Pacific Rim is the best movie of the summer by a country mile.
I could expound on the plot, but it doesn’t matter. It’s giant monsters vs. giant robots. A wormhole opens in a fracture in the Pacific Ocean and giant monsters come out of it and attack coastal cities. After American armor takes six days to stop the first one, the world’s armies throw aside their differences to build… yeah. Giant monsters vs. giant robots.
It’s actually much more intricate than that. The giant robots are too complex to control mechanically, so they have to be controlled mentally. But they’re too big to be controlled mentally by one person, so each “jaeger” has two pilots assigned to it who have to be in synch with each other at all times. This aspect adds a human element and context for complex relationships and a plot.
The film takes place after jaegers have fallen by the wayside because “kaijus” are emerging from the ocean faster and better adapted to fight, to the point that the mechas aren’t economically feasible and the U.N. has decided to build a giant wall around the ocean.
Early in the film, a kaiju is shown getting through the wall in about an hour, so clearly that’s not going to work. The four remaining jaegers must find a way to collapse the portal before the kaijus are coming too fast to handle.
Go see this movie. Want to see fantastic martial arts sequences? Go see this movie. Want to see the truest, least contrived cinema romance in years? Go see this movie. Want to see a giant monster choke to death on the husk of Ron Perlman? Go see this movie.
Pacific Rim is everything a blockbuster should be, and more importantly, these days at least, it’s nothing that a blockbuster shouldn’t be. Every summer, film after pulpy film slithers through the theatres, its every action sequence marred by obvious physical impossibilities, its every special effect obviously a computer graphic plastered onto film. Audiences walk out with their big action itch satisfied, but somehow still feeling cheated by the lack of care or thought put into the movie. This is a genre that is inexorably and inexplicably monopolized by the stupid and the careless. But this film has neither affliction.
The dialogue, while never really the focus, is clever enough to not take away from the main event — giant monsters vs. giant robots. Just enough context is added that the audience cares about the outcome, and the big kids are off to the races, but the dialogue is good enough that it feels like there’s more than that going on. It feels like there are real people piloting and commanding these mechas, and a real world that stands to be destroyed by the Godzilla-surrogates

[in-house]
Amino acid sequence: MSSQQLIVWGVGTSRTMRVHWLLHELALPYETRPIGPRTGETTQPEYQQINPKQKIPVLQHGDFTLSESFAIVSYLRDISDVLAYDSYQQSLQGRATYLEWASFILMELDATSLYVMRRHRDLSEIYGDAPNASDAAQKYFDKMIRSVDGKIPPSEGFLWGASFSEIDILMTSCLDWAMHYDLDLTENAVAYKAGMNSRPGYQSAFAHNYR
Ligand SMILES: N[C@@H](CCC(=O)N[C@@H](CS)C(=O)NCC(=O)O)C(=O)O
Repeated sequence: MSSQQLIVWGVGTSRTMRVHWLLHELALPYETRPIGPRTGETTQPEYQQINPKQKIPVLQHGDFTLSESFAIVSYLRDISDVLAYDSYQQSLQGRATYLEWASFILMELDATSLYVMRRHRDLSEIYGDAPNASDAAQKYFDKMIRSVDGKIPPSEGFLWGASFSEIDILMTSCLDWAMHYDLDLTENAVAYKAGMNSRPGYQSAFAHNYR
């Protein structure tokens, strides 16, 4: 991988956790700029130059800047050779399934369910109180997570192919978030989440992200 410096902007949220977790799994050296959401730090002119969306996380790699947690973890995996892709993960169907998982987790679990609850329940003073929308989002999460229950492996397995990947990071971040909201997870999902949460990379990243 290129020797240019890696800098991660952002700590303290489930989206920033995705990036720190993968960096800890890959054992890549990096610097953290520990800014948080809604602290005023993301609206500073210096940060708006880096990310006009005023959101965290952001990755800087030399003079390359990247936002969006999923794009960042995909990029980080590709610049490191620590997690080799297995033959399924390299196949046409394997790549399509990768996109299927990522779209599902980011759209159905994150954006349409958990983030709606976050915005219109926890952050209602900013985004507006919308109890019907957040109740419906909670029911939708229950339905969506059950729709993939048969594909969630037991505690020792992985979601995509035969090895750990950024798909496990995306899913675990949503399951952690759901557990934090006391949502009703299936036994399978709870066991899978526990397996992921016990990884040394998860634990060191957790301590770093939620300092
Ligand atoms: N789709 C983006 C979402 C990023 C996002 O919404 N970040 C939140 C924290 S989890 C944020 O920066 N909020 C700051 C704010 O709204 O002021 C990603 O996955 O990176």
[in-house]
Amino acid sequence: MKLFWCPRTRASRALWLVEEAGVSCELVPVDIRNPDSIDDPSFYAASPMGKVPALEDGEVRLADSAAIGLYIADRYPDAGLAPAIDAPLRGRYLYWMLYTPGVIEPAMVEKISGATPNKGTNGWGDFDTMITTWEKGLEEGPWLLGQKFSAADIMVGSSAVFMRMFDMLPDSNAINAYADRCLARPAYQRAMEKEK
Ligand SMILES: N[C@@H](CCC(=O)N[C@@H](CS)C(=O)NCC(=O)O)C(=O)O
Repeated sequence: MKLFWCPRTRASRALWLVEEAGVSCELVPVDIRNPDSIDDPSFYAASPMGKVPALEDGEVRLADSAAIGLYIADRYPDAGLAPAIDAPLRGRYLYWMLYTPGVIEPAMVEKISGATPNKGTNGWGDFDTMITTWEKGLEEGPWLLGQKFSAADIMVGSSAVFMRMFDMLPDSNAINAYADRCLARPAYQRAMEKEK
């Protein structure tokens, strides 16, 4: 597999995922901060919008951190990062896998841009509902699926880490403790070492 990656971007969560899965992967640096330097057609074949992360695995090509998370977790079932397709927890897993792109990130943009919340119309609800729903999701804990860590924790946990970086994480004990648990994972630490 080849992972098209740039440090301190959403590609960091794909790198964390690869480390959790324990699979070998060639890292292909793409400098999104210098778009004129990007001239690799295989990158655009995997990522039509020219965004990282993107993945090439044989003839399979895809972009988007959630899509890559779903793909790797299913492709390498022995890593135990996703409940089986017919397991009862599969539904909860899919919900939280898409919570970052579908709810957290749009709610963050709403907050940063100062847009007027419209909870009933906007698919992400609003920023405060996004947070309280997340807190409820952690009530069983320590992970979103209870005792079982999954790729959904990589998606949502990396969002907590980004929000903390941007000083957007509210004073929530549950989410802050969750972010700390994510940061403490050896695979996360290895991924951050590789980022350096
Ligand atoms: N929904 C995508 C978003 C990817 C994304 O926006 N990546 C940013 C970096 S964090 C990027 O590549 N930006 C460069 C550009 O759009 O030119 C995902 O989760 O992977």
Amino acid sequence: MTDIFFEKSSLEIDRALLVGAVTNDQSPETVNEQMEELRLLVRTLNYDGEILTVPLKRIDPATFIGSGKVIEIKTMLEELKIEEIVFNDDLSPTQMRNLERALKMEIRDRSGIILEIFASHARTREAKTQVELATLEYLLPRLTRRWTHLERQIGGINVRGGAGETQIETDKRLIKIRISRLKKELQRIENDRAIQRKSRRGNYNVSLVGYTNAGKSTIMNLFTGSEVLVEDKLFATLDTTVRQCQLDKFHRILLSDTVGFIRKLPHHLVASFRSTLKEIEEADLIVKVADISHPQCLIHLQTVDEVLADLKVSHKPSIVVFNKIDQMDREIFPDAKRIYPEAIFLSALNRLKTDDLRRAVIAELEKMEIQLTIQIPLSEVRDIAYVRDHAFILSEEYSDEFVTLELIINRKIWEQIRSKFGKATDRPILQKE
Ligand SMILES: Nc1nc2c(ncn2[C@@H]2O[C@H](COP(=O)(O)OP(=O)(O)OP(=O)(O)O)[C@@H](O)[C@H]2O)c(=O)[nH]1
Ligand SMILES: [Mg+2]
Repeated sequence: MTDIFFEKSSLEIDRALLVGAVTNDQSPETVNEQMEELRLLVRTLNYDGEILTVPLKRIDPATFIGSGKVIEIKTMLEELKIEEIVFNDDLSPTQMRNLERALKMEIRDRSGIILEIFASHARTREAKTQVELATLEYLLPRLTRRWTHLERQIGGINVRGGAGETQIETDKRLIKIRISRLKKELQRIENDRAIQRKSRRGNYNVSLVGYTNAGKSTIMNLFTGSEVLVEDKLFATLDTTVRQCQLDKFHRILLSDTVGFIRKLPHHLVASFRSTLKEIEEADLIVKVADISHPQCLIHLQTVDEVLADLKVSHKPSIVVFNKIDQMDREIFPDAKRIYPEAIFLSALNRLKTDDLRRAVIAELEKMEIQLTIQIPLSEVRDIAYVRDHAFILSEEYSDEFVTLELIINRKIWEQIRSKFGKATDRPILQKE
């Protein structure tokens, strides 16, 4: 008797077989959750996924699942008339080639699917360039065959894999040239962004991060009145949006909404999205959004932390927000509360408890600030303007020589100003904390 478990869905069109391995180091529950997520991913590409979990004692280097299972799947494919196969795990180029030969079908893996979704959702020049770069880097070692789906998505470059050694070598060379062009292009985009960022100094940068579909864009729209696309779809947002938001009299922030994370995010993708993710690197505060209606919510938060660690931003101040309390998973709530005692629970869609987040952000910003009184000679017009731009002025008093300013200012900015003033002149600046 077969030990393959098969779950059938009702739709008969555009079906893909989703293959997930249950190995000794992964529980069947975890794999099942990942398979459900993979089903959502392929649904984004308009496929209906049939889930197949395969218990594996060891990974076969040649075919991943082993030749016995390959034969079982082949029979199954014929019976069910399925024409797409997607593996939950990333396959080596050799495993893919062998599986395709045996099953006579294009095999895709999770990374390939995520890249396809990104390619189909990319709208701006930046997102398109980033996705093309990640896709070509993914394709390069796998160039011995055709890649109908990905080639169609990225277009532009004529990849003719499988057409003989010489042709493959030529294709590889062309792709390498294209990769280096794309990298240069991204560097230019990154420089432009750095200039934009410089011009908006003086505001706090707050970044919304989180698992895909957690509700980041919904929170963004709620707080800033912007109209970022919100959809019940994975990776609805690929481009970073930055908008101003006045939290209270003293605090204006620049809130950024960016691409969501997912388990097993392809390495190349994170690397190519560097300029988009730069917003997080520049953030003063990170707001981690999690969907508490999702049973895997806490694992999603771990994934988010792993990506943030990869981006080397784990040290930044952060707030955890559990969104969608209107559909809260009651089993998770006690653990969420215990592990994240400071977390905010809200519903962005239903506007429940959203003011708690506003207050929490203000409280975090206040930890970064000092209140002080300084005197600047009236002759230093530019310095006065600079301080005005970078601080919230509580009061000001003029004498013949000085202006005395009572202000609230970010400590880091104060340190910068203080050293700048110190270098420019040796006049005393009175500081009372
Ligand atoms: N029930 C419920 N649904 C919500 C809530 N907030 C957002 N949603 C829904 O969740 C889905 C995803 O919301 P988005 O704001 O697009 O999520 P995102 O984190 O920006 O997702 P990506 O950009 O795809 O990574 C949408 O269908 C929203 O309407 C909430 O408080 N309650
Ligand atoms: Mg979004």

Writer/director/producer Guillermo Del Toro is spot on with his creatures here — every kaiju and jaeger has its own on-screen personality and soul. But he knocks the script and non-giant scenes out of the park, too– a rarity for a director known for cool creatures but not much else. Charlies Hunnam and Day, alongside the incomparable Idris Elba, deliver sterling performances that drive the surprisingly OK dialogue.
Pacific Rim is a movie you can watch out of the corner of your eye, a movie you can latch both eyes on to and a movie you can actually think about without losing value to the viewer. It’s Godzilla without the camp and semi-racist context. It’s Transformers without Michael Bay.
There’s too much narration at the start, but that’s the only problem. That’s it. It is almost flawless, and simply being flawless within its oft-flawed genre makes Pacific Rim perfect within greater moviedom.
Joshua Knopp is a formerly professional film critic, licensed massage therapist, journalism and film student at the University of North Texas and a staff writer for the NT Daily. Unlike the State of Florida, he does not think it’s OK to murder suspicious-looking teens. For questions, rebuttals and further guidance about cinema, you can reach him at email@example.com. At this point, I’d like to remind you that you shouldn’t actually go to movies and form your own opinions. That’s what I’m here for. Be sure to come back later this week for a review of The Conjuring.